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Salix purpurea 'Dark Dicks' (f)
  • RHS Plants for pollinators

A deciduous shrub, with slender upright stems that are reddish when young, and mature to dark purple-brown. Leaves are narrow, and dark green with a paler midrib, and slender green catkins, the male with purple anthers, in early and mid spring. This cultivar is often used for weaving and basketry

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Size
Ultimate height
4–8 metres
Time to ultimate height
10–20 years
Ultimate spread
2.5–4 metres
Growing conditions
Clay
Loam
Sand
Moisture
Moist but well–drained
pH
Acid, Alkaline, Neutral
Colour & scent
StemFlowerFoliageFruit
Spring Red Green
Summer Red Green
Autumn Purple Brown Green Yellow
Winter Purple Brown
Position
  • Full sun
  • Partial shade
Aspect

East–facing or South–facing or West–facing

Exposure
Exposed or Sheltered
Hardiness
H6
Botanical details
Family
Salicaceae
Native to the UK
No
Foliage
Deciduous
Habit
Columnar upright
Genus

Salix are deciduous shrubs and trees of diverse habit, with simple leaves and tiny flowers in catkins, male and female usually on separate plants. Some are valued for their brightly coloured winter shoots, others for their foliage or showy male catkins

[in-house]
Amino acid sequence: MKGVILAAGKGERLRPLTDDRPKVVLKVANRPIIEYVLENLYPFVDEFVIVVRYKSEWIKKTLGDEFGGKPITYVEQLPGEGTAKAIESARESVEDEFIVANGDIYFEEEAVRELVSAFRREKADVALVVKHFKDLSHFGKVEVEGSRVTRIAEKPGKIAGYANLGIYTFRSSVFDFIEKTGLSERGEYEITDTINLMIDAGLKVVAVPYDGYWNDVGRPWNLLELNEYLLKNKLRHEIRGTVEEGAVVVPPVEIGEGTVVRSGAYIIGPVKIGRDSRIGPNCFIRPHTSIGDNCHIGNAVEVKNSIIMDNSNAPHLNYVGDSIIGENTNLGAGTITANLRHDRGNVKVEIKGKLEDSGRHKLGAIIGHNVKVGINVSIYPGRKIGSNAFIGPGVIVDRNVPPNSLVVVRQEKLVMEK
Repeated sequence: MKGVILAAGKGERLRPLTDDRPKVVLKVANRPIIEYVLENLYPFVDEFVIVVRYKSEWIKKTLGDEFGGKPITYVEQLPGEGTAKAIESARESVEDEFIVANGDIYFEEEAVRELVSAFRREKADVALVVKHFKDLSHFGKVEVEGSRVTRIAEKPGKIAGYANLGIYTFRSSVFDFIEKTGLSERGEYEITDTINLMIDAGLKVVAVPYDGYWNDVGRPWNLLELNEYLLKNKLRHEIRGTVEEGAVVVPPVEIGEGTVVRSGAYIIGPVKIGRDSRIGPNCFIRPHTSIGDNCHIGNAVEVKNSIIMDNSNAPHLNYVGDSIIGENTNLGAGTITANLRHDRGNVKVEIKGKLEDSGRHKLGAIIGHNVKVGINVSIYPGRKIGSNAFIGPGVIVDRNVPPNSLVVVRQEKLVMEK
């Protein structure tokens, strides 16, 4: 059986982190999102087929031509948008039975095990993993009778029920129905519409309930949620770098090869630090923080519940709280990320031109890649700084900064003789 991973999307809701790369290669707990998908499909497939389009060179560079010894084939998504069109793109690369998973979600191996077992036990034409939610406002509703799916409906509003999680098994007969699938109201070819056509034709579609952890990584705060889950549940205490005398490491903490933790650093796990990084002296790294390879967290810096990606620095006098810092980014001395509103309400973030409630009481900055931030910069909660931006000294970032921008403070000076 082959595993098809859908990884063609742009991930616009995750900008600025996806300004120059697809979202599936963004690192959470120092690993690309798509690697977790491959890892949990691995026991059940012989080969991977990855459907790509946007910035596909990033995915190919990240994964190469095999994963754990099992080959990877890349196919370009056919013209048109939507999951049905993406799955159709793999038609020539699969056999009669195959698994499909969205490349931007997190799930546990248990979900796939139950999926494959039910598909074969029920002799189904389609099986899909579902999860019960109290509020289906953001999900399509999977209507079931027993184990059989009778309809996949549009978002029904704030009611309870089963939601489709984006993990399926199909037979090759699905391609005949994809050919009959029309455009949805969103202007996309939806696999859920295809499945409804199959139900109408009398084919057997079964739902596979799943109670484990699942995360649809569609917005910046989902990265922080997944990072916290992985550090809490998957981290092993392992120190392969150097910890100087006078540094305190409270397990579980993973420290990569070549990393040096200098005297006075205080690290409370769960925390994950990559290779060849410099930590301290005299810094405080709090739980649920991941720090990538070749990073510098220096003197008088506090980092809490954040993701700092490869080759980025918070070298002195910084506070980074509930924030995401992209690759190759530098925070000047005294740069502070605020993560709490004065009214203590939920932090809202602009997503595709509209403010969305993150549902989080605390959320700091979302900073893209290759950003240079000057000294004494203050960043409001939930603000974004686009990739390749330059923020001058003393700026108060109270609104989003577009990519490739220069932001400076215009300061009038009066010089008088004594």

Name status

Accepted

How to grow

Cultivation

Thrives in deep, moisture retentive soil, ideally in full sun. Will tolerate some waterlogging, but dislikes shallow chalk

Propagation

Propagate by softwood or hardwood cuttings

Suggested planting locations and garden types
  • Cottage and informal garden
  • Wildlife gardens
  • Hedging and screens
Pruning

Pruning group 1 or pruning group 7

Pests

May be susceptible to aphids, caterpillars, gall mites, flea beetles, sawfly larvae, and willow scale

Diseases

May be susceptible to willow anthracnose, watermark disease, willow heart rot, rust diseases, crown gall, honey fungus, root rot, silver leaf, and tar spot

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